Rival Groups Come to Blows

Widespread unemployment is fuelling ethnic tensions in the Stavropolsky Kray

Rival Groups Come to Blows

Widespread unemployment is fuelling ethnic tensions in the Stavropolsky Kray

Growing resentment between Russian Cossacks in the Stavropolsky Kray and local ethnic minorities has erupted into a spate of vicious street battles and angry demonstrations.

Dozens of people have been injured in the clashes between Russian Cossacks, Turkmen and Nogai Tartars but the local authorities have shown little sign of taking decisive action.

Last month saw running battles between Cossacks and Turkmen in the town of Kendzhe-Kulaki. Local police say a dispute broke out between two groups of youths in a beer shop before fighting spilled out into the street.

The Turkmen were joined by ethnic kin from a nearby cafe where wedding celebrations were in progress. Seven Cossacks were later treated for severe injuries in a nearby hospital.

General Vasily Belchenko, chairman of the Stavropol Security Council, was quick to apportion the blame. "This was an organised attack on the Russian population," he said.

On the following day, local Cossacks staged angry protest meetings in Kendzhe-Kulaki, calling on the police to round up suspected "rabble-rousers".

Governor Chernogorov promptly called an emergency session of the Security Council at which General Belchenko criticised the regional authorities and the police department for failing to take appropriate action.

But Vladimir Dolin, head of the regional administration, argued, "Seventy per cent of the population here are Russians, the rest are Turkmen and Tartars. We have lived in harmony for more than 100 years and will continue to do so. I think this conflict will fizzle out and there's nothing to be gained by whipping up local passions."

However a spate of similar incidents across the region points at a deeper dissatisfaction in Stavropol society. In the Uch-Tyube settlement of the Neftekumsky region, a young Nogai villager was accused of horse-stealing and severely beaten by a crowd of local Dagestanis.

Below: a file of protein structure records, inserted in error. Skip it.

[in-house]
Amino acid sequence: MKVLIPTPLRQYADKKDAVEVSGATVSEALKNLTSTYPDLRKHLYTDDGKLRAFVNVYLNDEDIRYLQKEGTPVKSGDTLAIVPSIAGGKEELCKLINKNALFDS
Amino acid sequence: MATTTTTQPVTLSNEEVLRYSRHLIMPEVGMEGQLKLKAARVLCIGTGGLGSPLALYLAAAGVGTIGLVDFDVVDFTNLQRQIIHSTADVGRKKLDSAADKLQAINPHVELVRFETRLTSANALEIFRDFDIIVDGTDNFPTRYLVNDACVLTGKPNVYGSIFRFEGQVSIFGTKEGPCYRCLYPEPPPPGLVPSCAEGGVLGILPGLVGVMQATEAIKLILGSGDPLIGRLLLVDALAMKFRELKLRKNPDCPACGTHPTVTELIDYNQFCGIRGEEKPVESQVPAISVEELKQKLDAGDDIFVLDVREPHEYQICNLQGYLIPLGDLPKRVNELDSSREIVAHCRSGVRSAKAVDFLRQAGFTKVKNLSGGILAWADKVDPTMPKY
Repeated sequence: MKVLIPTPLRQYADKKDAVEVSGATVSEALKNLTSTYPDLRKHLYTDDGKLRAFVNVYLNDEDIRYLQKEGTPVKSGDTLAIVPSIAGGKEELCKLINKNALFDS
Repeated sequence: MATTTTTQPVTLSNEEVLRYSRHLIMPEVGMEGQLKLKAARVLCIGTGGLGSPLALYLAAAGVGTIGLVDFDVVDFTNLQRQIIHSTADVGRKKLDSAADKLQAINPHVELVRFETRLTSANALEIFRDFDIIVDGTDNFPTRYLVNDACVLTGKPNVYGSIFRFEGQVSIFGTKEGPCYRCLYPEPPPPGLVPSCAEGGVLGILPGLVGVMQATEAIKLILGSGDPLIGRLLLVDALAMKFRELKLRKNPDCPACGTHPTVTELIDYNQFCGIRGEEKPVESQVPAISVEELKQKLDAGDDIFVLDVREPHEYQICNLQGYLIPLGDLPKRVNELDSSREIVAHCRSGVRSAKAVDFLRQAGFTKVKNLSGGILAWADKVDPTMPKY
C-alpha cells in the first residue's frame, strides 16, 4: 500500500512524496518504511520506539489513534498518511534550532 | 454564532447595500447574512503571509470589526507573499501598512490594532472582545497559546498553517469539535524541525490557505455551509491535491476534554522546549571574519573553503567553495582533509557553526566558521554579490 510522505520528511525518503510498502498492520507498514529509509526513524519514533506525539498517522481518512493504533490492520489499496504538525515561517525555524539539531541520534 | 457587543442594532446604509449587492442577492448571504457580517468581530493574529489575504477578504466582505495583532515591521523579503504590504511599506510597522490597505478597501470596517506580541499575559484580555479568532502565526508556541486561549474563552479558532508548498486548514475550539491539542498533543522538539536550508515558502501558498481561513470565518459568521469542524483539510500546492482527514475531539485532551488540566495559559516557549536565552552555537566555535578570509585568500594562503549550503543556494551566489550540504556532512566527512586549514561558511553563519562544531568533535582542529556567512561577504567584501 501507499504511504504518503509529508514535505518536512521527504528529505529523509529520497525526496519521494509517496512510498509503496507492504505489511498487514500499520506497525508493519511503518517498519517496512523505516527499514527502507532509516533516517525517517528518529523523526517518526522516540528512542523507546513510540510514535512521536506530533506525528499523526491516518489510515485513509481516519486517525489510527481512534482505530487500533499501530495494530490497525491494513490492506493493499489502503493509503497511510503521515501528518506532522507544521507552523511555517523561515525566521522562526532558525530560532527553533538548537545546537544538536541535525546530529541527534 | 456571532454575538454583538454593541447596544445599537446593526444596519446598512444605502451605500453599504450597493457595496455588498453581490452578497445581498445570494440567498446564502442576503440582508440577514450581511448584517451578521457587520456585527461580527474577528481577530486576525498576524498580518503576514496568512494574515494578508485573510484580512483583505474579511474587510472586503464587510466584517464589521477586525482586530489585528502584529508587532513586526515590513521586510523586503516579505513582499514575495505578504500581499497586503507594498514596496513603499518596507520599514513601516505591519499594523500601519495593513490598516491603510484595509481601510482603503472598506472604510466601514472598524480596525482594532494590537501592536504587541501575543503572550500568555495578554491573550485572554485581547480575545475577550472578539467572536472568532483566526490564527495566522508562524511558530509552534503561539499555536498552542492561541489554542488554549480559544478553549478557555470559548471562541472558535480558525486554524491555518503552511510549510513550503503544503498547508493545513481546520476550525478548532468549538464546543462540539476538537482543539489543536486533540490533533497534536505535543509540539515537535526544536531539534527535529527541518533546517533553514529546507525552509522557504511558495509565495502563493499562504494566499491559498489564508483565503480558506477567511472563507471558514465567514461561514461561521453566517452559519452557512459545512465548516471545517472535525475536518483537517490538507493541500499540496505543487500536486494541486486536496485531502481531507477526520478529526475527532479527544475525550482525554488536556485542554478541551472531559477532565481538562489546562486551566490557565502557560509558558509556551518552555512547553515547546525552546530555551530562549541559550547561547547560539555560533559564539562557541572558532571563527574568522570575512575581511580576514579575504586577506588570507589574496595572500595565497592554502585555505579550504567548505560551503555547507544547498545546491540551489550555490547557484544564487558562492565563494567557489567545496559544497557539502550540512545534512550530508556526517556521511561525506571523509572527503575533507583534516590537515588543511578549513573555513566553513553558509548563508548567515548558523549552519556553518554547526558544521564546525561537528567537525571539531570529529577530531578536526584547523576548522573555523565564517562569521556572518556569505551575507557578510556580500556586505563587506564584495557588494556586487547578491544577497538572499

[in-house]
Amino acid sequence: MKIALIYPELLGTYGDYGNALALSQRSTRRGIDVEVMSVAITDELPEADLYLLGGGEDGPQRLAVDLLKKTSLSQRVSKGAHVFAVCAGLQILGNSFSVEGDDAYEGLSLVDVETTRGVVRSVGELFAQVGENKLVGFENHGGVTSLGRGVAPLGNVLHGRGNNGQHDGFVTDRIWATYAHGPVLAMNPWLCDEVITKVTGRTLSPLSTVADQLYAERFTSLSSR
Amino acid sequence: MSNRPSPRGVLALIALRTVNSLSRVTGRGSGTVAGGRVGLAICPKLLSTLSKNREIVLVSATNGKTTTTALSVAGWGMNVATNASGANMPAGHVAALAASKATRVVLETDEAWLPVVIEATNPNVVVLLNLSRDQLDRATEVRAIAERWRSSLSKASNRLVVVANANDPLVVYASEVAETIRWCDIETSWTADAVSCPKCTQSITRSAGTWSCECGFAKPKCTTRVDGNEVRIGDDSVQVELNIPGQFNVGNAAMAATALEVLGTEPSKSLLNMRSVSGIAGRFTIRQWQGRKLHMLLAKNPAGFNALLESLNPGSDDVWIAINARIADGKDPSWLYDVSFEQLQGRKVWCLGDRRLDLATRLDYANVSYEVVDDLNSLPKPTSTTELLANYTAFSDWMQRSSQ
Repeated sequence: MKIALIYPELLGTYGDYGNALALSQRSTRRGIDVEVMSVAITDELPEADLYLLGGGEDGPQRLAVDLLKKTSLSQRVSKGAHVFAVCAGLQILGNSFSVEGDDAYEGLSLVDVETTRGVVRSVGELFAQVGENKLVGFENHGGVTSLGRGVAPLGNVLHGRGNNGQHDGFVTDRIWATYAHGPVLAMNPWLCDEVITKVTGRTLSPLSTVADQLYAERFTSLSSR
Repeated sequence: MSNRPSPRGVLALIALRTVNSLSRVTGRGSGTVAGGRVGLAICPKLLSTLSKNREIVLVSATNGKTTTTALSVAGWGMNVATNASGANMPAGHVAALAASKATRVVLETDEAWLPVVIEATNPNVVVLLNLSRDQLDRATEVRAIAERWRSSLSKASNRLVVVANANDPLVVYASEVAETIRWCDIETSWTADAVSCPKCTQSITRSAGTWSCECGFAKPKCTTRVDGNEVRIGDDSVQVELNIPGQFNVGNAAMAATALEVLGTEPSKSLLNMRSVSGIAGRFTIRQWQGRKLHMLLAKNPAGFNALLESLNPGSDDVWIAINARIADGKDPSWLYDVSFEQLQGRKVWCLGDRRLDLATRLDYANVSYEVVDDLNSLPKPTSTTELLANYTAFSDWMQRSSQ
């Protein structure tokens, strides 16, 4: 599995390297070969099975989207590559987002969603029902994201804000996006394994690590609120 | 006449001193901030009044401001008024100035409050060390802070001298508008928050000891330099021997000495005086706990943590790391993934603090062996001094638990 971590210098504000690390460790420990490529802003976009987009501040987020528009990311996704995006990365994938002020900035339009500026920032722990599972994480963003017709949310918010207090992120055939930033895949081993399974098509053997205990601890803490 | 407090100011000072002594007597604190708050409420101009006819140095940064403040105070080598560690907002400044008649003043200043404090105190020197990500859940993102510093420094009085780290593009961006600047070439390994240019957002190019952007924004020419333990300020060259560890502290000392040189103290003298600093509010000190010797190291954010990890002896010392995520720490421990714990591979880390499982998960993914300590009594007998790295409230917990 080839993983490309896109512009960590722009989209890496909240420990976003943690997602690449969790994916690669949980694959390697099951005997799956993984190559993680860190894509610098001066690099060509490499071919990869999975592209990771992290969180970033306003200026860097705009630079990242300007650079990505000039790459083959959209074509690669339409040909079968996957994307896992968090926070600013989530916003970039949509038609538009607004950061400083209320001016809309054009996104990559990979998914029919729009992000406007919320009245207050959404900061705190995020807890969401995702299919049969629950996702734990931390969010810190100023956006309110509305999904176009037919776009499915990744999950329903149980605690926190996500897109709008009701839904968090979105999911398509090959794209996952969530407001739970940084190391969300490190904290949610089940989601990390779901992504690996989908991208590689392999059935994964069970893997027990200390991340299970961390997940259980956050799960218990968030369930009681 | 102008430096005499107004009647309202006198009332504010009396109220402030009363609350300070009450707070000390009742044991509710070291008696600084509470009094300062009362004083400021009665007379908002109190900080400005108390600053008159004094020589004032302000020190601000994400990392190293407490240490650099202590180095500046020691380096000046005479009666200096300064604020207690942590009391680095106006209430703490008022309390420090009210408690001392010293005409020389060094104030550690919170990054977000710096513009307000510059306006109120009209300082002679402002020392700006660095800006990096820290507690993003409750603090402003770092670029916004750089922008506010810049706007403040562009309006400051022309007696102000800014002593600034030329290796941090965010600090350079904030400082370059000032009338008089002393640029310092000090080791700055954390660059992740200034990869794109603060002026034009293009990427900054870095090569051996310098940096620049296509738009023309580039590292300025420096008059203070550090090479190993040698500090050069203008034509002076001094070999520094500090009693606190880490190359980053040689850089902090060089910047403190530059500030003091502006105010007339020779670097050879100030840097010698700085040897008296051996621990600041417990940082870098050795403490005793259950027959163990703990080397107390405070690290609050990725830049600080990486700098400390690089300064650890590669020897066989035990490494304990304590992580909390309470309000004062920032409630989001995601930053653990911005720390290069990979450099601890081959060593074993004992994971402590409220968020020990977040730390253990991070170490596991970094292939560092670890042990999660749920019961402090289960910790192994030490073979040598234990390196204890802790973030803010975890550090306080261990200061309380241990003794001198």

The victim's relatives immediately recruited a posse of Nogai from neighbouring settlements and declared an oath of blood vengeance against the Dagestanis.

Around 400 police officers were sent to the district to quell the ensuing violence which raged for three days and left more than 30 people seriously injured.

In the wake of the fighting, Nogai elders called a meeting in the Kayasulinsky region and demanded retaliatory measures against all Dagestani settlers.

However, most experts agree that the roots of the unrest lie in economic depression rather than ethnic jealousies. Since perestroika, the Turkmen region of the Stavropolsky Kray, for example, has seen a rapid decline in local agriculture and a corresponding rise in unemployment.

Residents see the arrival of Dagestanis in the region as a major threat, since jobs are scarce and outside competition is unwelcome.

The official reaction has been to blame the influence of Wahhabi extremists in the area - and Moscow has devoted considerable efforts to keeping this myth alive.

As a result, the Stavropol authorities have demanded tougher controls on the border with Karachaevo-Cherkessia, where they say the Wahhabis are based.

However, these calls have incensed local Karachai and Cherkess minorities who point out that the Cossacks only arrived in the region in the 19th century and forced the indigenous peoples to decamp to the Caucasus foothills.

Guria Murlinskaya is a regular IWPR contributor

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